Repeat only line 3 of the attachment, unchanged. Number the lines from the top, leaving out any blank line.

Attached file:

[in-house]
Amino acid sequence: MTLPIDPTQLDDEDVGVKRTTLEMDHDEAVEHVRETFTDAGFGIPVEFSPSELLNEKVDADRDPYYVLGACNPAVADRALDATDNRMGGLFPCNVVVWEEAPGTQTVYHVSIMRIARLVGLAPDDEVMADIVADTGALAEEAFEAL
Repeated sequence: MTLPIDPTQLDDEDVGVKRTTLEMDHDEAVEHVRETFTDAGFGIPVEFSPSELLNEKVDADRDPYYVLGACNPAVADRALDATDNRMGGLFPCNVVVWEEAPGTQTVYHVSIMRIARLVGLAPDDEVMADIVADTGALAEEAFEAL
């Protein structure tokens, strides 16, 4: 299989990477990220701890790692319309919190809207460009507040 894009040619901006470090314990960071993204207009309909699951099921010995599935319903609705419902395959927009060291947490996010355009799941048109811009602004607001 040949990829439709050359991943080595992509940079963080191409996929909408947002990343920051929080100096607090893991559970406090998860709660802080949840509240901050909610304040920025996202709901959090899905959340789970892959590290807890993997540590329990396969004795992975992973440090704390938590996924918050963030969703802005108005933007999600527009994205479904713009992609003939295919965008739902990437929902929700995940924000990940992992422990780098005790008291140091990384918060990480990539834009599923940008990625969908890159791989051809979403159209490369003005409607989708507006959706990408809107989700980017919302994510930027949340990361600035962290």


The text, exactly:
Repeated sequence: MTLPIDPTQLDDEDVGVKRTTLEMDHDEAVEHVRETFTDAGFGIPVEFSPSELLNEKVDADRDPYYVLGACNPAVADRALDATDNRMGGLFPCNVVVWEEAPGTQTVYHVSIMRIARLVGLAPDDEVMADIVADTGALAEEAFEAL